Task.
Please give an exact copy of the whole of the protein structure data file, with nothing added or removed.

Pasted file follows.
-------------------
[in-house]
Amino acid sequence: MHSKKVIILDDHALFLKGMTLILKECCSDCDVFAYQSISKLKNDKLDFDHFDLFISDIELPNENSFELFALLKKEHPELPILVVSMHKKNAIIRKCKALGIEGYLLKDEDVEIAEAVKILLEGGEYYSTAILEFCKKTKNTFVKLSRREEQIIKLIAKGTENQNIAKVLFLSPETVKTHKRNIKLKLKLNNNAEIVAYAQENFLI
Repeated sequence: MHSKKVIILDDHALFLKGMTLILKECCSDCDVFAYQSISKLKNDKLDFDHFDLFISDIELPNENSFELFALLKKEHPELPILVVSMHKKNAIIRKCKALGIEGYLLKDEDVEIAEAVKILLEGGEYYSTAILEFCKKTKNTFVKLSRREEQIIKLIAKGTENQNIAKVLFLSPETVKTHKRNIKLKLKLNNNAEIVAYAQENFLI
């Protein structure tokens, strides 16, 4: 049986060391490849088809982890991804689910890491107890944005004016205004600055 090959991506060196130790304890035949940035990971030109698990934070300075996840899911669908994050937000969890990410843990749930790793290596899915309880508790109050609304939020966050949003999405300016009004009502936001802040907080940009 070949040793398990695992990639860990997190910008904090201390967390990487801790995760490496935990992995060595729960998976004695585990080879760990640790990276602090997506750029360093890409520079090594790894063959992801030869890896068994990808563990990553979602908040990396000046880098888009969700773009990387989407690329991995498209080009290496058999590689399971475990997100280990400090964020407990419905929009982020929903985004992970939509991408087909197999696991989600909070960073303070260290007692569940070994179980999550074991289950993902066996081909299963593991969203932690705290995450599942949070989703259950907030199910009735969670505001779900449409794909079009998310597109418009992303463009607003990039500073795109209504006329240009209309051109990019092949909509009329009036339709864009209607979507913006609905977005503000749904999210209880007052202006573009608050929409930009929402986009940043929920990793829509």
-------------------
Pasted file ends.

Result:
[in-house]
Amino acid sequence: MHSKKVIILDDHALFLKGMTLILKECCSDCDVFAYQSISKLKNDKLDFDHFDLFISDIELPNENSFELFALLKKEHPELPILVVSMHKKNAIIRKCKALGIEGYLLKDEDVEIAEAVKILLEGGEYYSTAILEFCKKTKNTFVKLSRREEQIIKLIAKGTENQNIAKVLFLSPETVKTHKRNIKLKLKLNNNAEIVAYAQENFLI
Repeated sequence: MHSKKVIILDDHALFLKGMTLILKECCSDCDVFAYQSISKLKNDKLDFDHFDLFISDIELPNENSFELFALLKKEHPELPILVVSMHKKNAIIRKCKALGIEGYLLKDEDVEIAEAVKILLEGGEYYSTAILEFCKKTKNTFVKLSRREEQIIKLIAKGTENQNIAKVLFLSPETVKTHKRNIKLKLKLNNNAEIVAYAQENFLI
């Protein structure tokens, strides 16, 4: 049986060391490849088809982890991804689910890491107890944005004016205004600055 090959991506060196130790304890035949940035990971030109698990934070300075996840899911669908994050937000969890990410843990749930790793290596899915309880508790109050609304939020966050949003999405300016009004009502936001802040907080940009 070949040793398990695992990639860990997190910008904090201390967390990487801790995760490496935990992995060595729960998976004695585990080879760990640790990276602090997506750029360093890409520079090594790894063959992801030869890896068994990808563990990553979602908040990396000046880098888009969700773009990387989407690329991995498209080009290496058999590689399971475990997100280990400090964020407990419905929009982020929903985004992970939509991408087909197999696991989600909070960073303070260290007692569940070994179980999550074991289950993902066996081909299963593991969203932690705290995450599942949070989703259950907030199910009735969670505001779900449409794909079009998310597109418009992303463009607003990039500073795109209504006329240009209309051109990019092949909509009329009036339709864009209607979507913006609905977005503000749904999210209880007052202006573009608050929409930009929402986009940043929920990793829509």